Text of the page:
Vice Chancellor and Professor, Women’s University in Africa, Zimbabwe
The Women’s University in Africa (WUA), of which I am the Vice Chancellor, is a private institution with campuses in Bulawayo, Harare, Marondera and Mutare. It was co-founded in 2002 by Dr Fay Chung and myself and was granted a Charter by the Government of Zimbabwe in 2004. The University is driven by the desire to generate and disseminate knowledge mainly to disadvantaged African women as well as men and empower them to take up leadership roles so that they can fully engage in Africa’s social, economic and political development. Ever since its foundation, WUA has continued to grow as a multi-disciplinary institution that is fostering gender equality and reducing gender disparities in higher education by providing women, the majority of whom are over 25 years of age, with opportunities to enrol in fields such as Agriculture, Management, Entrepreneurship Development and Information Technology, and Social Sciences and a forthcoming programme on Reproductive Health Sciences.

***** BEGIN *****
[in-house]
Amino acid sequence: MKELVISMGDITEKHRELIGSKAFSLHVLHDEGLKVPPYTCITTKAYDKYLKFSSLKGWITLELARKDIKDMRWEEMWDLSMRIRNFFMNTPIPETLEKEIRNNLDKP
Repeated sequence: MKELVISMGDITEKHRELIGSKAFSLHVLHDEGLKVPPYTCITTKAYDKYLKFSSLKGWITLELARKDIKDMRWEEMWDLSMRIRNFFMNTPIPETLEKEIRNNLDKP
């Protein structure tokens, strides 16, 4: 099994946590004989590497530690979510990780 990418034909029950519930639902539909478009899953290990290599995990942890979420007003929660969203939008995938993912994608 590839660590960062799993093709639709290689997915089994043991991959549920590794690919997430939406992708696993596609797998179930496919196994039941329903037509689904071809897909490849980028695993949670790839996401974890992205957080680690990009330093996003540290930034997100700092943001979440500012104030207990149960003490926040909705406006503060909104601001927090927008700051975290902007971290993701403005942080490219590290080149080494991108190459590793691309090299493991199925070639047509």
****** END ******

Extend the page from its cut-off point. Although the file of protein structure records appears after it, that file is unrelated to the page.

The University considers the empowerment of women through knowledge to be absolutely critical for substantive economic growth, improved democratic governance and sustainable development in Africa. This is in keeping with Zimbabwe’s 2013 Constitution that recognises the rights of men and women to equal opportunities in political, economic, cultural and social spheres; the Southern Africa Development Community’s (SADC’s) Protocol on Gender and Development which enunciates 50-50 gender parity in all sectors; the African Union’s Agenda 2063 which aspires to create an Africa in which there is full gender equality in all spheres of life and in which women are empowered and play their rightful role in all spheres of life; and the United Nations’ Sustainable Development Goals especially Goals 4 and 5 on Quality Education and Gender Equity. In the increasingly complex, interdependent and technologically advanced world economy, knowledge acquisition through higher education and experience has become a crucial pillar on which Africa can compete with other continents. This makes knowledge for development a top priority for WUA as it contributes to the global competitiveness of its graduates whilst being gender responsive and locally relevant.